employed logical apparatus merely serves to build in misunderstandings. The formal steps of the argument may be flawless, but that’s all for naught if the entire argument is based on a mistake — due to failing to understand precisely what all those formalisms really mean.

I understand what the formalisms mean and I am using them to apply pressure to a person who holds a certain kind of view. The proofs count as evidence that some assumptions don’t work. This is exactly what formal logic is good for…though I do agree that one needs to also make the argument in prose as well as symbols.

OK, well that’s enough for now, I gotta get to work on my Tucson presentation and grade some exams!!!!!!!

Language, Thought, Logic, and Existence

Well, I’m off to go present my paper at the APA! I’ll be back on Monday. I guess I have Philosophy Sucks! to thank, since I was noticing that the paper grew out of some interesting discussion I had here last year. Thanks to everyone who participated!!

You can enjoy the virtual version here (and on the sidebar with the other virtual presentations), which is a recording of a rehersal I did today (It may take a second to open since I recorded it in stereo, which I haven’t before).

More on the Ontological Argument

The traditional version of the ontological argument is usually criticized for treating existence as a predicate. If existence is a predicate, then it is a predicate that always applies, and as Russel quipped that is the sign of a mistake. A predicate must be fail to apply to some objects in order to count as expressing a genuine property.  But Kripke has shown that it is easy to introduce an existence predicate into our formal language that avoides this and related difficulties. We do so as (1),

(1) E(y) (y=x)

Where ‘E(y)’ is the standard existential quantifier and identity is understood normally.(1) is an existence predicate because it is an open sentence that can be satisfied by the values of the free variable x. Intuitively (1) says that x has the property of being identical to some thing (y) and this captures what we mean when we say that existence is a property.

(1) can fail to apply, the model is very easy to give. Imagine a universe of two distinct objects A and B. Now, say that there are two distinct worlds in this universe one containing only A and the other containing only B. E(y) (y=B) will be false at the world where only A  exists.

As Kripke points out the problem only arises when one mistakenly thinks that the claim that existence is a predicate is the claim that (2) makes

(2) (x) (E(y) (y=x))

(2) says that every thing exists and this cannot fail to apply and is a necessary truth, but it is also not a predicate (it is not an open sentence, it is closed by the universal quantifier ‘(x)’).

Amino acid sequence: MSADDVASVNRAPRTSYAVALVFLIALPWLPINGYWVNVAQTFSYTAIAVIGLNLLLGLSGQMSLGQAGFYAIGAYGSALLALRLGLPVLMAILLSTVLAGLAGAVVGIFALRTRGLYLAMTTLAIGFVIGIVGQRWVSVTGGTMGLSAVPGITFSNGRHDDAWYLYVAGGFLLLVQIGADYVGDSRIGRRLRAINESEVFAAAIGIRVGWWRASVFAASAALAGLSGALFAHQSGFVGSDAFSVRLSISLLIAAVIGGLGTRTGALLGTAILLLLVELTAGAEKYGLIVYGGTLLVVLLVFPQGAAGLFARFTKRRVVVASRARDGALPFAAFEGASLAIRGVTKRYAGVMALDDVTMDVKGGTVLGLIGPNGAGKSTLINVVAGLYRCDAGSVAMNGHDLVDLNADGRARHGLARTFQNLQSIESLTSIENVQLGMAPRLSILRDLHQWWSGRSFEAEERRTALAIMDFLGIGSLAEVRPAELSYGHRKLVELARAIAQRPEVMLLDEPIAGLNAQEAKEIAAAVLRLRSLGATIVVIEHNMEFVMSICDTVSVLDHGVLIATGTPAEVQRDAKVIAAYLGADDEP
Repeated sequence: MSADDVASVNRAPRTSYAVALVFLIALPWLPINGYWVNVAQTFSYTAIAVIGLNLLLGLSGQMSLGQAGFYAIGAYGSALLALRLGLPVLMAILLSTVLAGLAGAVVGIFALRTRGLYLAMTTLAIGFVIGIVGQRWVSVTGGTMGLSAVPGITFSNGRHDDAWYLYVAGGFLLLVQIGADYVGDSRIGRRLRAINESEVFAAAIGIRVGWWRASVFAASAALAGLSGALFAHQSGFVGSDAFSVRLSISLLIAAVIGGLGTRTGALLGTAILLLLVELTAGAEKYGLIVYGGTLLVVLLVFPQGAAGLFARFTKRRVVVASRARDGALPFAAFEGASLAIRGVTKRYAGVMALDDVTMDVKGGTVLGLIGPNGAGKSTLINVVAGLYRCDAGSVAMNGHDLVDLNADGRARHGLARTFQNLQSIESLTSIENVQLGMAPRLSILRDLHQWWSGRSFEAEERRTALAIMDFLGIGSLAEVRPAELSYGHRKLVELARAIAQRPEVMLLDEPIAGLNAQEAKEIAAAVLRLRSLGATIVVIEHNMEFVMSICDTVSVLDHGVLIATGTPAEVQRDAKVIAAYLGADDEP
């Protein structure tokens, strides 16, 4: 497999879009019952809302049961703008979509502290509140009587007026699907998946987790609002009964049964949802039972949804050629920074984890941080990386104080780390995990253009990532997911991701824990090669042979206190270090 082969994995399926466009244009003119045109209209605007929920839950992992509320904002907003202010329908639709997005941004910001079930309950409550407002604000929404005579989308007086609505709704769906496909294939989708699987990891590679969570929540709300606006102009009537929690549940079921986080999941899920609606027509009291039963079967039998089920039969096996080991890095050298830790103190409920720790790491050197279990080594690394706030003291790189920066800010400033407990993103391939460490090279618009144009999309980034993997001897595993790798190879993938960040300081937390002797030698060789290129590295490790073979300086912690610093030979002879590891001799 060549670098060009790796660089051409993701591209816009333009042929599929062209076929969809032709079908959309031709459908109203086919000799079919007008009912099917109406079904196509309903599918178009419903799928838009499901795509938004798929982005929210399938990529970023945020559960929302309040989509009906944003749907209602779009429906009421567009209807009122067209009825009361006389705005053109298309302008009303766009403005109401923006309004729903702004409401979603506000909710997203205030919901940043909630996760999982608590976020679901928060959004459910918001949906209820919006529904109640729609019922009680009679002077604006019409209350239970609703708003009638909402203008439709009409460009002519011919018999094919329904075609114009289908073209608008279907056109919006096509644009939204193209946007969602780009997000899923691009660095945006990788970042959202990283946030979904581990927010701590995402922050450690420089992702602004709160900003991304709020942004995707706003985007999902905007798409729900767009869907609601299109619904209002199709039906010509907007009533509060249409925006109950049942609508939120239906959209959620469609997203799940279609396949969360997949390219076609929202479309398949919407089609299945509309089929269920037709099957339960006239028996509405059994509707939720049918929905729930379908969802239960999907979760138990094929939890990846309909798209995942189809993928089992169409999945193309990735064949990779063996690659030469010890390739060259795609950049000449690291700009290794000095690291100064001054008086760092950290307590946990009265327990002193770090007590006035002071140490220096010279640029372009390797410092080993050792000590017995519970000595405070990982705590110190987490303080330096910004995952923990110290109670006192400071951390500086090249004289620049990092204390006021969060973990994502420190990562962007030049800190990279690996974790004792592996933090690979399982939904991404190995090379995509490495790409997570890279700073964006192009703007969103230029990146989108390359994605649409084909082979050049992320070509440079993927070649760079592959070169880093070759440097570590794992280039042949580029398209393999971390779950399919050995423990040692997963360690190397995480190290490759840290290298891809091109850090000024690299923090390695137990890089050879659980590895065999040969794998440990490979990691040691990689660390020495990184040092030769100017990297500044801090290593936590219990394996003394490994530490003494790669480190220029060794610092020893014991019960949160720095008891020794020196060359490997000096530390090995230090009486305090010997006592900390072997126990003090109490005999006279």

So if existence is a property then it makes sense to think it is the kind of property that God must have, since He is a being who would be without equal and if He lacked the property of existence then I or you would be His equal and better. So, He must exist. To concieve of God not existing is to concieve of an object that has everything and yet lacks something which is just as contradictory as concieving of an object that is triangular yet lacking three sides.

A Puzzle About Reductios

I finally got my internet connection back up at home now. Turns out I had a bad cable out on the side of the appartment building. Now all I have to do is get to the backlog of super interesting comments! I hope I’ll have some time to do that this weekend.

 In the meantime here is something I was puzzeling about today. Consider the following argument

If P then P
Not P
So, not P

Is this a valid argument? That would depend on whether it is an instance of modus tollens or denying the antecedent; but how can we tell which one it is an instance of? We have the same problem for modus ponens and asserting the consequent.

If P then P
Therefore, P

So what are we supposed to say about this? I suppose one could deny ‘p –> p’ since it is equivelent to the law of the excluded middle (~p v p) and there are those who would deny that it is true but that doesn’t seem to solve the problem. We still won’t be able to tell what argument form this is an instance of and so can’t know if it is valid or not. But if that is the case then we may be commiting a fallacy when we infer that a sentence must be true because its negation can’t be true and that would mean that reductio arguments have a deep problem.

So, any thgoughts on whether these are valid arguments or not?

Ontological Arguments

The ontological argument for the existence of God is often greeted with skepticism by atheists and theists alike. I don’t want to talk about particular versions of the argument, but about why people are suspicious of them. It seems to me that we are quite ready to accept ontological arguments in other areas.So, consider geometry. Why can’t there be any square circles? Because the very concept is contradictory. We infer from this that reality must be a certain way; it contains no square circles.  Isn’t the basic strategy behind the ontological argument for God the same? Why must there be a God? The concept of God’s non-existence is contradictory. Infer from that that reality must be a certain way. Now, I don’t mean to be saying that the ontological argument is a good argument or not. I only mean to point out that ontological arguments aren’t as strange as they seem.